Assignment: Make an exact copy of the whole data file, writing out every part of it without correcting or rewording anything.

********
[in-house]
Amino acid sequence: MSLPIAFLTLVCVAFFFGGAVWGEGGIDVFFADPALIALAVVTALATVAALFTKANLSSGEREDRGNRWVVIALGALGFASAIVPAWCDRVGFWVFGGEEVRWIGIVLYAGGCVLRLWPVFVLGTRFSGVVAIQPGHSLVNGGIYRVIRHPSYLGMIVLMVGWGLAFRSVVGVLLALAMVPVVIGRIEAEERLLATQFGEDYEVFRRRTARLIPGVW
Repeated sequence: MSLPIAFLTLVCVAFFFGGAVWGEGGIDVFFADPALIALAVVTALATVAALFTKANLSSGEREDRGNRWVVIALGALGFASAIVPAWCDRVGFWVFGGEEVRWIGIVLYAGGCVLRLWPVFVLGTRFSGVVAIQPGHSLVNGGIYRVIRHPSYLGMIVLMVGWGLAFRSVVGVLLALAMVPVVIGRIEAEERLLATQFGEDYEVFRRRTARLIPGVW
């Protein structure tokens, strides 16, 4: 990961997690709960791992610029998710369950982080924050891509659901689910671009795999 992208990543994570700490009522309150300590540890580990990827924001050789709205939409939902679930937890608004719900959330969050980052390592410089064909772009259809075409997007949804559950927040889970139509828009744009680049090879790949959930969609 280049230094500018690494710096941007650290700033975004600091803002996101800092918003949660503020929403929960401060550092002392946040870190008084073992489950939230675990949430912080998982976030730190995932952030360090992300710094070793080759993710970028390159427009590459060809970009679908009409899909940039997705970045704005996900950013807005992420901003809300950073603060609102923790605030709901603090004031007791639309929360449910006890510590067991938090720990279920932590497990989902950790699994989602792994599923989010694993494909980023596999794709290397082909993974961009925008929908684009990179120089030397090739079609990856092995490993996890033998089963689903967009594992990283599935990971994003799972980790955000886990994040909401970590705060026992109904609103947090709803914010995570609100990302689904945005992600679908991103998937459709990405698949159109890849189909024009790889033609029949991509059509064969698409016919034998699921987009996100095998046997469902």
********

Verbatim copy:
[in-house]
Amino acid sequence: MSLPIAFLTLVCVAFFFGGAVWGEGGIDVFFADPALIALAVVTALATVAALFTKANLSSGEREDRGNRWVVIALGALGFASAIVPAWCDRVGFWVFGGEEVRWIGIVLYAGGCVLRLWPVFVLGTRFSGVVAIQPGHSLVNGGIYRVIRHPSYLGMIVLMVGWGLAFRSVVGVLLALAMVPVVIGRIEAEERLLATQFGEDYEVFRRRTARLIPGVW
Repeated sequence: MSLPIAFLTLVCVAFFFGGAVWGEGGIDVFFADPALIALAVVTALATVAALFTKANLSSGEREDRGNRWVVIALGALGFASAIVPAWCDRVGFWVFGGEEVRWIGIVLYAGGCVLRLWPVFVLGTRFSGVVAIQPGHSLVNGGIYRVIRHPSYLGMIVLMVGWGLAFRSVVGVLLALAMVPVVIGRIEAEERLLATQFGEDYEVFRRRTARLIPGVW
């Protein structure tokens, strides 16, 4: 990961997690709960791992610029998710369950982080924050891509659901689910671009795999 992208990543994570700490009522309150300590540890580990990827924001050789709205939409939902679930937890608004719900959330969050980052390592410089064909772009259809075409997007949804559950927040889970139509828009744009680049090879790949959930969609 280049230094500018690494710096941007650290700033975004600091803002996101800092918003949660503020929403929960401060550092002392946040870190008084073992489950939230675990949430912080998982976030730190995932952030360090992300710094070793080759993710970028390159427009590459060809970009679908009409899909940039997705970045704005996900950013807005992420901003809300950073603060609102923790605030709901603090004031007791639309929360449910006890510590067991938090720990279920932590497990989902950790699994989602792994599923989010694993494909980023596999794709290397082909993974961009925008929908684009990179120089030397090739079609990856092995490993996890033998089963689903967009594992990283599935990971994003799972980790955000886990994040909401970590705060026992109904609103947090709803914010995570609100990302689904945005992600679908991103998937459709990405698949159109890849189909024009790889033609029949991509059509064969698409016919034998699921987009996100095998046997469902």